(1) Defining Motivation
Many people incorrectly view motivation as a personal trait—that is, some people have it, and others don't. But motivation is defined as the force that causes an individual to behave in a specific way. Simply put, a highly motivated person works hard at a job; an unmotivated person does not.
Managers often have difficulty motivating employees. But motivation is really an internal process. It's the result of the interaction of a person's needs, his or her ability to make choices about how to meet those needs, and the environment created by management that allows these needs to be met and the choices to be made. Motivation is not something that a manager can “do” ...view middle of the document...
Such needs might be fulfilled by:
* Living in a safe area
* Medical insurance
* Job security
* Financial reserves
According to Maslow's hierarchy, if a person feels that he or she is in harm's way, higher needs will not receive much attention.
Once a person has met the lower level physiological and safety needs, higher level needs become important, the first of which are social needs. Social needs are those related to interaction with other people and may include:
* Need for friends
* Need for belonging
* Need to give and receive love
Once a person feels a sense of "belonging", the need to feel important arises. Esteem needs may be classified as internal or external. Internal esteem needs are those related to self-esteem such as self respect and achievement. External esteem needs are those such as social status and recognition. Some esteem needs are:
Maslow later refined his model to include a level between esteem needs and self-actualization: the need for knowledge and aesthetics.
Self-actualization is the summit of Maslow's hierarchy of needs. It is the quest of reaching one's full potential as a person. Unlike lower level needs, this need is never fully satisfied; as one grows psychologically there are always new opportunities to continue to grow.
Self-actualized people tend to have needs such as:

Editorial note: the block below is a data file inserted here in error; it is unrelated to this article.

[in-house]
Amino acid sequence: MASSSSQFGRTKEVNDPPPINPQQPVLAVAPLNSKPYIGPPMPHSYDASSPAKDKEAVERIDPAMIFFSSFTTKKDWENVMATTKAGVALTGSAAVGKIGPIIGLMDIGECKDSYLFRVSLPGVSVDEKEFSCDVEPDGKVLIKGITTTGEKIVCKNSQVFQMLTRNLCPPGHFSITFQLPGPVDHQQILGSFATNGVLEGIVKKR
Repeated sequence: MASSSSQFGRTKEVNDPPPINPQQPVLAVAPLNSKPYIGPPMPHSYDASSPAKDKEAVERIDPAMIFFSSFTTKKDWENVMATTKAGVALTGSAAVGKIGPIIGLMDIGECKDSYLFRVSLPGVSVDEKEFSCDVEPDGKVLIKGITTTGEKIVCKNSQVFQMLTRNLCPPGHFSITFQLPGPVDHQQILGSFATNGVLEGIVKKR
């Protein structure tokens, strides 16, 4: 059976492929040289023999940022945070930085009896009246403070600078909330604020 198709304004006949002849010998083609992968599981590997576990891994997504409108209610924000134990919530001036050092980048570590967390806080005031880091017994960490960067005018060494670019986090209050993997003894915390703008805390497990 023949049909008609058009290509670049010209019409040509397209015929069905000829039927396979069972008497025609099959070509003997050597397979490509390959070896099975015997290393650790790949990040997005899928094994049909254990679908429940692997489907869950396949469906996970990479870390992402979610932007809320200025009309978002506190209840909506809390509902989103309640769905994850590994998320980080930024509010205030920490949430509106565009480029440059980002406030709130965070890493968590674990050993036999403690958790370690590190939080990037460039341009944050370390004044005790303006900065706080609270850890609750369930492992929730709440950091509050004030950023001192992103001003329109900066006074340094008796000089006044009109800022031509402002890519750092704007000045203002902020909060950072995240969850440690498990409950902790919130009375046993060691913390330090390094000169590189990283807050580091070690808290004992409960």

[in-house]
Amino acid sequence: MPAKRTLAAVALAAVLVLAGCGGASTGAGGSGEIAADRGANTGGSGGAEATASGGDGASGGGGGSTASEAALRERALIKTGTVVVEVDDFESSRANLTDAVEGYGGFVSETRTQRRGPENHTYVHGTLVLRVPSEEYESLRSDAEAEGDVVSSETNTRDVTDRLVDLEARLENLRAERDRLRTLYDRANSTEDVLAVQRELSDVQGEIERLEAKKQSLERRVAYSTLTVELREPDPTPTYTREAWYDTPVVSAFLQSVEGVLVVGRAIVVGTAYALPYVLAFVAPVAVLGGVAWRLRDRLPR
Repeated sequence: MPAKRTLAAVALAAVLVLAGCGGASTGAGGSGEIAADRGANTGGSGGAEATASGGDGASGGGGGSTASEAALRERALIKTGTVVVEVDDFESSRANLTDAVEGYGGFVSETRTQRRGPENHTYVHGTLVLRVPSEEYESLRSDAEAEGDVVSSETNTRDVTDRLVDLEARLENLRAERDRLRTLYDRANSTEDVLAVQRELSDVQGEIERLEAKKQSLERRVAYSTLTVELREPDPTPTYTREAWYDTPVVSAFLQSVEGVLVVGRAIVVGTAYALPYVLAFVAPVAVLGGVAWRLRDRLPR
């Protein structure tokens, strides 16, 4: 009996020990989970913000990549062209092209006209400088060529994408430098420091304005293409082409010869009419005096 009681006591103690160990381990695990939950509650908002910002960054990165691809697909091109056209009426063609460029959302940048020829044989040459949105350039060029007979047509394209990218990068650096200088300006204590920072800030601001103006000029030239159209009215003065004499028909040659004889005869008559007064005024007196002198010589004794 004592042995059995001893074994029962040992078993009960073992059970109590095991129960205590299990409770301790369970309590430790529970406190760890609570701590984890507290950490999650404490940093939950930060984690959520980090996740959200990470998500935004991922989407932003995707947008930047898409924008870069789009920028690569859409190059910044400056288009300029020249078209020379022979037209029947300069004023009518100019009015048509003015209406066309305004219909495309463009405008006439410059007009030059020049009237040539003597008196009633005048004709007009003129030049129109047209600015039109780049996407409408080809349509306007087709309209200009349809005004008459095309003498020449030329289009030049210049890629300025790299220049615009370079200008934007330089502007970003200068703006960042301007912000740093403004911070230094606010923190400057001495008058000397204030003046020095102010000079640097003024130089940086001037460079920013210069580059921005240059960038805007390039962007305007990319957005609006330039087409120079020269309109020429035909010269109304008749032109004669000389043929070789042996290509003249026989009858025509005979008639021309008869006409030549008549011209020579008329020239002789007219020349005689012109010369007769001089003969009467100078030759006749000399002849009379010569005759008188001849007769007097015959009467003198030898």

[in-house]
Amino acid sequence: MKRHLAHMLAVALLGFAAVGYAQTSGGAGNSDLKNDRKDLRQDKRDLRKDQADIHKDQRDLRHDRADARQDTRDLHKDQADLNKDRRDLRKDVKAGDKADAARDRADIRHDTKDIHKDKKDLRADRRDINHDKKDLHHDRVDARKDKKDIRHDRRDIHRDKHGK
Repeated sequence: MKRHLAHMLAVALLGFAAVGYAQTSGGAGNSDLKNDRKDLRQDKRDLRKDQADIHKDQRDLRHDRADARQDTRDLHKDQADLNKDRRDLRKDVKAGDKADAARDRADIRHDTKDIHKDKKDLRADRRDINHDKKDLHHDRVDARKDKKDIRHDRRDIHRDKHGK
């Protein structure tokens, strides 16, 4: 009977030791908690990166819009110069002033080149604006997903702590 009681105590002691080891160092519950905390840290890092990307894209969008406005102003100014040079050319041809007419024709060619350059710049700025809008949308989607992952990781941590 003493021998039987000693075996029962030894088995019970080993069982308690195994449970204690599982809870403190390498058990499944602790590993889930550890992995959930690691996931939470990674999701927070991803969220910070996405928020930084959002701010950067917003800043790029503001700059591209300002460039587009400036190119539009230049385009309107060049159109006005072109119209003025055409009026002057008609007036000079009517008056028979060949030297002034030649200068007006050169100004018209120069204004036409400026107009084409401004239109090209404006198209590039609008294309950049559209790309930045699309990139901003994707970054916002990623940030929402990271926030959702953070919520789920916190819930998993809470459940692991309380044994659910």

Self-actualized persons have frequent occurrences of peak experiences, which are energized moments of profound happiness and harmony. According to Maslow, only a small percentage of the population reaches the level of self-actualization.
(3) Theory X and Theory Y (Douglas McGregor)
In his 1960 book, The Human Side of Enterprise, Douglas McGregor proposed two theories by which to view employee motivation. He avoided descriptive labels and simply called the theories Theory X and Theory Y. Both of these theories begin with the premise that management's role is to assemble the factors of production, including people, for the economic benefit of the firm. Beyond this point, the two theories of management diverge.
Theory X assumes that the average person:
* Dislikes work and attempts to avoid it.
* Has no ambition, wants no responsibility, and would rather follow than lead.
* Is self-centered and therefore does not care about organizational goals.
* Resists change.
* Is gullible and not particularly intelligent.
Essentially, Theory X assumes that people work only for money and security.
Theory X - The Hard Approach and Soft Approach
Under Theory X, management approaches can range from a hard approach to a soft approach.
The hard approach relies on coercion, implicit threats, close supervision, and tight controls, essentially an environment of command and control. The soft appoach is to be...